was damaged beyond repair. It ended up in a skip somewhere, like so many
other works before: AnishKapoor’s Hole And Vessel II, a bulky red polystyrene and cement sculpture that is believed to have been dumped with
rubbish by mistake during renovations to a building where it was stored,7
or the untitled lacquer and Plexiglas wall relief by Craig Kauffman that
appears to have simply fallen from the wall at the Pompidou and shattered,
or likewise Peter Alexander
against China’s much criticised so-called inauthentic ‘copycat’ culture (though
there has been at least one article written about the centrality of copying in
Chinese culture), but that is not my intention.6 The matter is an extremely
sensitive one, especially in light of the recent scandals regarding the unauthorised Chinese copies of iconic contemporary British art, that is, Wendy Taylor’s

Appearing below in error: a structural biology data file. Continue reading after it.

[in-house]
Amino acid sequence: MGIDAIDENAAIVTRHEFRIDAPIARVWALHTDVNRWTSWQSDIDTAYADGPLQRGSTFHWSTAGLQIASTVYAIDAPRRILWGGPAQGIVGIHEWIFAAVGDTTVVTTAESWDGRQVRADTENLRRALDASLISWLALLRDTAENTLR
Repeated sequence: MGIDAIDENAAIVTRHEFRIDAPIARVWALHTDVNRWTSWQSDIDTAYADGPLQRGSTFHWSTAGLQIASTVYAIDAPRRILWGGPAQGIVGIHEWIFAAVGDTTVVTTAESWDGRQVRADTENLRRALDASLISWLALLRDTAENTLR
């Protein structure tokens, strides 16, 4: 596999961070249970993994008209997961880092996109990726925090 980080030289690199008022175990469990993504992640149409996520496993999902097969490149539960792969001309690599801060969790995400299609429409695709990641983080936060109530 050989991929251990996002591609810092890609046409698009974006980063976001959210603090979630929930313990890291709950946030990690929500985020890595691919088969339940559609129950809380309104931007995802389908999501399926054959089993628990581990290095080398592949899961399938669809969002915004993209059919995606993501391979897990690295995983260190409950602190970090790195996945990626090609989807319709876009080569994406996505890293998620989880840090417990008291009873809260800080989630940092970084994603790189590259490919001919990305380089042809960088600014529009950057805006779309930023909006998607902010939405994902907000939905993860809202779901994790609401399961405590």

Reproducibility and neoliberal aesthetics
Timepiece (1973) and AnishKapoor’s Cloud Gate in Chicago (2004).7 Certainly
it must be acknowledged that the issues are
curator who relocated from Beijing to Paris in
1990. The 2000 Shanghai Biennial also included for the first time non-Chinese
figures, including well-known artists Anselm Kiefer, Matthew Barney, and
AnishKapoor and architect Tadao Ando, and it prompted many Western
European and North American art professionals to travel to mainland China
for the first time.
While the artworks included in the prior two biennials were mostly all
either traditional Chinese ink paintings or oil paintings influenced by socialist realism or impressionist and post-impressionist styles, the
skills in order to realize the artwork.
Jen Harvie examines the participation of technicians, architects,
engineers, craftspeople and manual workers or hired extras in the
creation of complex installations; for instance, the commissioning
of thousands of artisans by Ai Weiwei in China to produce more
than one million hand-painted porcelain sunflower seeds, or AnishKapoor’s close collaboration with engineers and architects to realize
the large-scale installation Marsyas (Harvie, 2013, pp. 33–35). Harvie
argues that when assessed on the grounds of labour, these